Here, as promised, we can see a few neat things:
1. The galaxy looks quite attractive from the inside. The only real change I've made, besides fixing a blending glitch, is to fade the nebulae out as the camera gets closer to them in order to prevent them from overwhelming the sky. (This is also scientifically accurate, as emissive nebulae far from the Earth only look bright because all their light emission is packed into a very tiny section of the sky. Yes, Babylon 5's effects guys lied to you -- those beautiful Hubble-photographed nebulae wouldn't even be visible to the naked eye if they were that close.) That said, since I always rebuild the galaxy geometry to look good from a new position, it wouldn't be hard to keep track of how densely packed the area around the view position is and do full-sky effects based on that.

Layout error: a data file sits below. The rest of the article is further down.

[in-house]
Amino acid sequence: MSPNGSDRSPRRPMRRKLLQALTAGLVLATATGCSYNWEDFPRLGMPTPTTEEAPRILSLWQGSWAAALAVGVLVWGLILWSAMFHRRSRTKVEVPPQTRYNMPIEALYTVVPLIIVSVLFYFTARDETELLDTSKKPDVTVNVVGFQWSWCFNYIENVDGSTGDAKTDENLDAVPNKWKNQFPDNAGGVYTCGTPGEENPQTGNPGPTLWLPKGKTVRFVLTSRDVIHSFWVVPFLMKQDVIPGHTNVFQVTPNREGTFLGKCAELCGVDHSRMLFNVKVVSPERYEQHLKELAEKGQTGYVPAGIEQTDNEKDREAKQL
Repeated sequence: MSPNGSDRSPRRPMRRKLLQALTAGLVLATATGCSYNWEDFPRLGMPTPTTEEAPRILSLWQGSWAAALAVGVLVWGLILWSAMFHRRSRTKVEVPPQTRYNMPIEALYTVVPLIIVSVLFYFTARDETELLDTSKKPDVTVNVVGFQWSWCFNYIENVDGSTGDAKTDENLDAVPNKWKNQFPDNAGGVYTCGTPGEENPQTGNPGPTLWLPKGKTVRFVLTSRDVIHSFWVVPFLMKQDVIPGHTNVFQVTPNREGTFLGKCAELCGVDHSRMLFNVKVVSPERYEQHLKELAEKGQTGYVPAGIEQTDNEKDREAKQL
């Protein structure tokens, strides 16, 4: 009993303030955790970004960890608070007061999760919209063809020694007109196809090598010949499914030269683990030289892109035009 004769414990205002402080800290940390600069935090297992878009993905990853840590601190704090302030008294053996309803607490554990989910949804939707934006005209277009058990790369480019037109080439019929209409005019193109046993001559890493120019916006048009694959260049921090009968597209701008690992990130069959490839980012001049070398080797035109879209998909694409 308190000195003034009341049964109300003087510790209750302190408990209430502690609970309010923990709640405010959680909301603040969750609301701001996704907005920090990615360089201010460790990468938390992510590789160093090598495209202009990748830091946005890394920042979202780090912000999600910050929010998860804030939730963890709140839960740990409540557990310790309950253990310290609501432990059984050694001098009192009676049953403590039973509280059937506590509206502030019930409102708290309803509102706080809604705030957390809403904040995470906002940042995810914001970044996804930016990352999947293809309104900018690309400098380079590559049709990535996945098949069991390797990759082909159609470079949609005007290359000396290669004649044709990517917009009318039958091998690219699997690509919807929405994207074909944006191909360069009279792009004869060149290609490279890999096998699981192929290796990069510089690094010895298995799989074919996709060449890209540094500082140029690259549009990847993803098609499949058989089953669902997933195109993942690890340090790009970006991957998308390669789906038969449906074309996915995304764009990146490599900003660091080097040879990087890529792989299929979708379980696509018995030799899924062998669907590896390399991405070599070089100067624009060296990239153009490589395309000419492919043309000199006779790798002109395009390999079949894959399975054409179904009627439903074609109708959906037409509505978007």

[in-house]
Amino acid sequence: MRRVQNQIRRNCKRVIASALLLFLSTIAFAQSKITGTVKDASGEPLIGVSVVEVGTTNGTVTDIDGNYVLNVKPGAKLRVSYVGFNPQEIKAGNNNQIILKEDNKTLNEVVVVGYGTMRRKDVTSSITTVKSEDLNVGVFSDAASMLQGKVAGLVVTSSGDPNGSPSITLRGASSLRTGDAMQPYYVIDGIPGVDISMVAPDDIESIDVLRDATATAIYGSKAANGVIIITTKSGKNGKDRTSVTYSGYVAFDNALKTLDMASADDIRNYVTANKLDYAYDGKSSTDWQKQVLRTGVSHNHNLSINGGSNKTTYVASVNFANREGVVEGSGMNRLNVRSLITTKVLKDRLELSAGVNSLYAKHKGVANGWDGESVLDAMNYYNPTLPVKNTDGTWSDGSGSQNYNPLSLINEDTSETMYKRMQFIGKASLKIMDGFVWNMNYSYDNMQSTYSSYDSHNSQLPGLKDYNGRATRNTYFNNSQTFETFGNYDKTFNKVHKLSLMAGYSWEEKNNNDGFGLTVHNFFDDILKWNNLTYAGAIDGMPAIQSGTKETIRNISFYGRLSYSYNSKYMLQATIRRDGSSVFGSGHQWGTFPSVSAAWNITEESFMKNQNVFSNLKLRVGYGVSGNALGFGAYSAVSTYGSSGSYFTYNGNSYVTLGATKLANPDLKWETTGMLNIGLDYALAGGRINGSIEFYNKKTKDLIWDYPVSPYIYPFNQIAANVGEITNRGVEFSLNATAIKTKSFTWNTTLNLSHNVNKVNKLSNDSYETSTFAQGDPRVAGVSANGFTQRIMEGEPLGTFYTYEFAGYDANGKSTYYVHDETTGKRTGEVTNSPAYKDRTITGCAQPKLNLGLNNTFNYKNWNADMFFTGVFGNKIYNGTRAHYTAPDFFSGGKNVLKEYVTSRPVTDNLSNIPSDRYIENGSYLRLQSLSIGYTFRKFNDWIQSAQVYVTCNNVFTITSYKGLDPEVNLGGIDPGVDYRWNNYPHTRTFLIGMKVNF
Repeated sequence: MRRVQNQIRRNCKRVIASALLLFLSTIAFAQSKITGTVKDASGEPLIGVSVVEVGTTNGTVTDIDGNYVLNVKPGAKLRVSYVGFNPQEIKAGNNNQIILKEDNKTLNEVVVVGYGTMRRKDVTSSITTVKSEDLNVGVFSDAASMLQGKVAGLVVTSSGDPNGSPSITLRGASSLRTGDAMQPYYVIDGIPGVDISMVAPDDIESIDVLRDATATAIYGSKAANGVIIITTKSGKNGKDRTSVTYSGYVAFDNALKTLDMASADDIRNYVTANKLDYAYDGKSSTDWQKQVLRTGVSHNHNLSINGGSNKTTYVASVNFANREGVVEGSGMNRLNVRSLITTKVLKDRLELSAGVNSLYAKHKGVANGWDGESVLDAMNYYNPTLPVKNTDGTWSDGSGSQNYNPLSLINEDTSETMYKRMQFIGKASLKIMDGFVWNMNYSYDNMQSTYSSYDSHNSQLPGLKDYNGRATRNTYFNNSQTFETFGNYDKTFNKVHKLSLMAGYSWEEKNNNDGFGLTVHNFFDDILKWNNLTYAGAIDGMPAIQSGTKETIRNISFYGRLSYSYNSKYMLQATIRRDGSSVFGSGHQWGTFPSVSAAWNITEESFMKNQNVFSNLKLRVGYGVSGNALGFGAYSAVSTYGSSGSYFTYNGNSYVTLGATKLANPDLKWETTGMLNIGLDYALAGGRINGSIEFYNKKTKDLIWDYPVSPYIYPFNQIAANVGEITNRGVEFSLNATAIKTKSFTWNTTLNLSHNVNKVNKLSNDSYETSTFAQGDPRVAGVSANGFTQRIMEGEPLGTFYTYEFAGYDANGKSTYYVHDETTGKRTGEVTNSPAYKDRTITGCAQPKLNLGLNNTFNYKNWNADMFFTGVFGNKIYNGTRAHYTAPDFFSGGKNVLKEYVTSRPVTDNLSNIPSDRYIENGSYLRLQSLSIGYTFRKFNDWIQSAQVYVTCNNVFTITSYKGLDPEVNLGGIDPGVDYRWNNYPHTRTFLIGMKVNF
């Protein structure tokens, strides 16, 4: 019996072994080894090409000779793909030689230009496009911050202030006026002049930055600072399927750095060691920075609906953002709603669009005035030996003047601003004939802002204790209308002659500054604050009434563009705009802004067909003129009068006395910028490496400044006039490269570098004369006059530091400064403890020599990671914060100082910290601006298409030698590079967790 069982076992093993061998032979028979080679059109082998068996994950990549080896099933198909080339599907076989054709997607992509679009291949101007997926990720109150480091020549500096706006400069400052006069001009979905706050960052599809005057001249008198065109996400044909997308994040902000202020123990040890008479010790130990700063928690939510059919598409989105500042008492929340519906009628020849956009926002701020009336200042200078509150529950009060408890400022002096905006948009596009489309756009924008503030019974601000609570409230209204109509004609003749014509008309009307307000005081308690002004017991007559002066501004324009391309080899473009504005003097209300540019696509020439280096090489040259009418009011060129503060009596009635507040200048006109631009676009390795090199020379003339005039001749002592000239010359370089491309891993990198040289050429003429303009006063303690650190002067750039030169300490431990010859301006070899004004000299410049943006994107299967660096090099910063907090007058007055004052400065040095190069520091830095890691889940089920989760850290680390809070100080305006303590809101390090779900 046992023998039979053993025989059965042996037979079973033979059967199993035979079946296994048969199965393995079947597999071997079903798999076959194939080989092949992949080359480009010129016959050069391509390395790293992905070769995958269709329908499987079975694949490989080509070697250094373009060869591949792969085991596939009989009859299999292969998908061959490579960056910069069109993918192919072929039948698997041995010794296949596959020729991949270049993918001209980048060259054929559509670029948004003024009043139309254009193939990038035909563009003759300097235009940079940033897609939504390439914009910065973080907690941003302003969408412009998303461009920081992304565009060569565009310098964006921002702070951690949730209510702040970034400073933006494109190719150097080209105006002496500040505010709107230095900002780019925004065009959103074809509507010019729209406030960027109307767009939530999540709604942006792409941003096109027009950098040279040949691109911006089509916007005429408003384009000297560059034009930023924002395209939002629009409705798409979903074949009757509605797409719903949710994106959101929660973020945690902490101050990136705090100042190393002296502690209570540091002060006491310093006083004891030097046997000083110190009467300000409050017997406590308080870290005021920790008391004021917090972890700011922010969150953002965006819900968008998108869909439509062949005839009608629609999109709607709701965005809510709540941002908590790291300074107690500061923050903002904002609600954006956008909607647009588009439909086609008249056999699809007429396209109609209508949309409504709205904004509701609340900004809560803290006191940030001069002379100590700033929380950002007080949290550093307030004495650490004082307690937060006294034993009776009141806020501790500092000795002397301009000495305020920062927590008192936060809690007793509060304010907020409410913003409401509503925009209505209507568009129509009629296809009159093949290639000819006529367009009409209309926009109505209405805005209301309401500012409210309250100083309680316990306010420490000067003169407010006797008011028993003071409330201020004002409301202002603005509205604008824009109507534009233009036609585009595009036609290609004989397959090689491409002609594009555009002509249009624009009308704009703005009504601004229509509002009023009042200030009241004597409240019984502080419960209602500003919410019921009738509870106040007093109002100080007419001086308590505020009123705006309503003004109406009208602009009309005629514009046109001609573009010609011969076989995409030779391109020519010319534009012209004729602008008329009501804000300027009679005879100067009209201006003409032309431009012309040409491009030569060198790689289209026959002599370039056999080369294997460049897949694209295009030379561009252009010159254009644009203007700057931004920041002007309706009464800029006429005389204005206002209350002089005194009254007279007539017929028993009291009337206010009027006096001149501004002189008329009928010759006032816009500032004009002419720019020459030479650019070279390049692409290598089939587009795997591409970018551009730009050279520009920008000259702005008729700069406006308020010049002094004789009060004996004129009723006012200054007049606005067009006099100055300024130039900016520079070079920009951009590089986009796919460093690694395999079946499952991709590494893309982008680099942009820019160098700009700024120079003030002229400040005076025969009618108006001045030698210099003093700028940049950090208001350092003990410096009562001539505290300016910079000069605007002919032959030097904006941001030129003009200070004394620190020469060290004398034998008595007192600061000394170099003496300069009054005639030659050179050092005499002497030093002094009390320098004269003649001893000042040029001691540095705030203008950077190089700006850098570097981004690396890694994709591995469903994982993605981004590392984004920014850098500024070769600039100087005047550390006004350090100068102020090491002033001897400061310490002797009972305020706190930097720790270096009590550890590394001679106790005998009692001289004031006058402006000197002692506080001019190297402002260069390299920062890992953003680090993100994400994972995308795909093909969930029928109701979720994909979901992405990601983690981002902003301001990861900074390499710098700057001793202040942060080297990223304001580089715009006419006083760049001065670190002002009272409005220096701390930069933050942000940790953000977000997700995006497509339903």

2. I've added the start of facilities to draw planets. Right now, there are no textures or effects -- the planet is a simple sphere, created by subdividing an icosahedron several times. I did come up with a satisfying way of building the subdivided sphere in a way that was able to use index buffers, though.
3. I added a cLight class to the engine, to manage OpenGL's legacy lighting pipeline. I suppose these days you're supposed to do some awesomely clever thing with shaders or whatever instead of using said pipeline, but I just can't be bothered at the moment.